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Home » Blog » Basant. Spring kite flying festival. Grandpa and me. Podcast serial Episode 33.

Basant. Spring kite flying festival. Grandpa and me. Podcast serial Episode 33.

Basant Festival of Kites is to celebrate the first day of spring. It is a time for families to gather together and spend the day flying kites. In Lahore, a huge crowd participate and Kite flying competitions take place.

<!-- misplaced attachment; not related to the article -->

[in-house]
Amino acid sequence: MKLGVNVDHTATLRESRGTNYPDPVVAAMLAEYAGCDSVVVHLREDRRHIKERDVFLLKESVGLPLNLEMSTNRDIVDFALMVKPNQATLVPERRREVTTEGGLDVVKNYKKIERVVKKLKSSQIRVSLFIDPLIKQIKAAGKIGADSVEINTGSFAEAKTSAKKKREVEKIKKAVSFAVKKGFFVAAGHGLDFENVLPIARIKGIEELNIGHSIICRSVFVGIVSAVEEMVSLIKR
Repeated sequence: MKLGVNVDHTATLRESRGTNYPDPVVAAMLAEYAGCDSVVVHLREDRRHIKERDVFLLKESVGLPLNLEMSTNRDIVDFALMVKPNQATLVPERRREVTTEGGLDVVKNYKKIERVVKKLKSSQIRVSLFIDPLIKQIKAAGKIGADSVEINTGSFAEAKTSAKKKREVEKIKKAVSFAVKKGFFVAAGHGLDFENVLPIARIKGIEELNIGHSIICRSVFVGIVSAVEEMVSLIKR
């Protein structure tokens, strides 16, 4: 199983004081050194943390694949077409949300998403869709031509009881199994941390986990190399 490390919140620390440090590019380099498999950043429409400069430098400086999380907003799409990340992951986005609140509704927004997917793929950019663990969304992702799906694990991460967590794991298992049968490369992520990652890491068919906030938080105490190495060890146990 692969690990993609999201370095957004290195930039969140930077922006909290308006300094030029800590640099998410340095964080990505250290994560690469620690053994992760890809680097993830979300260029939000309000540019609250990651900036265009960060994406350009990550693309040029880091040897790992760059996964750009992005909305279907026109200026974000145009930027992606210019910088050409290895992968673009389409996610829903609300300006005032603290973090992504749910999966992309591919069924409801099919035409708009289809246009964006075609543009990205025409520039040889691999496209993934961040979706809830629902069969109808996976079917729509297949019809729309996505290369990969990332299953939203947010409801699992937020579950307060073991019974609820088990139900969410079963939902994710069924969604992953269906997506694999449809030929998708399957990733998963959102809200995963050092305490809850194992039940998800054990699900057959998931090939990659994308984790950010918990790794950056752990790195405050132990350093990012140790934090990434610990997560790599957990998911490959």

We had set up a temporary tent in the grassy ground next to the mustard field. Enjoying the fresh breeze of the early morning, we were waiting for breakfast. The tent smelled of carrot pudding and saffron sweet rice. Naseeban Boa would take the hot Poories (tortillas) out of the frying pan. And put them in the pot lying near the Omelette and spicy mashed potatoes. I was wearing a yellow T-shirt and jeans. Babul was wearing mustard colour laacha (traditional rural dress). We both were waiting for the kiting festival to start. Grandpa and Uncle entered the tent wearing yellow turbans. Following them was Yani Apa. Wearing a beautiful yellow cotton handmade dress and matching bangles in both wrists. Uncle said. See the kites brought from Nairangabad before breakfast. When we came out of the tent, there were colourful kites on the table and strings wrapped in spinning wheels. Like a bouquet decorated with flowers. I and Babul were so excited. I asked. Grandpa, when was the first kite flown? He replied. The first kite made of silk and bamboo was flown in China about three thousand years ago. Then it reached Japan and other Asian countries. In the beginning, kite-flying was to thank for the good harvest as a religious ritual. Then it became a popular sport amongst masses that continued throughout the year. Scientists also used it for various purposes. To check weather conditions, to understand flight principles. Leonardo da Vinci used it to measure the width of the river. Marconi used a flying kite in 1901. And send the first trans-Atlantic telegraphic message. Uncle said. Let`s have breakfast? Then we all did full justice to delicious breakfast. Uncle said. Ninety-nine years ago, Ranjit Singh and Queen Moran Sarkar started this festival. It was to celebrate a good harvest and start of the spring. They would have never imagined how popular this festival will become. It spread in every direction like a breeze of fresh air. Crossing all borders and drawn lines of religion and beliefs. Kites will dance in the skies and human spirit will dance on the earth to the beat of drums. Girls on the swings and songs in the air will generate waves of happiness. There will be laughter and harmony everywhere. Grandpa said. This has a tragic angle as well. Careless use of deadly and banned strings costs many innocent lives every year. It is the responsibility of the government to overcome this tragic situation. Banning public aspirations like this festival is not the answer. When we headed for the field with kites in our hands, I said. How nice that at the same time the skies of Lahore, Delhi, Amritsar and Kasur will be colourful with kites. Yani Apa said. The aspiration of common people will defeat the barbed wire divide once again. Like flowers that bloom in the spring and defeats them every year. … To be continued

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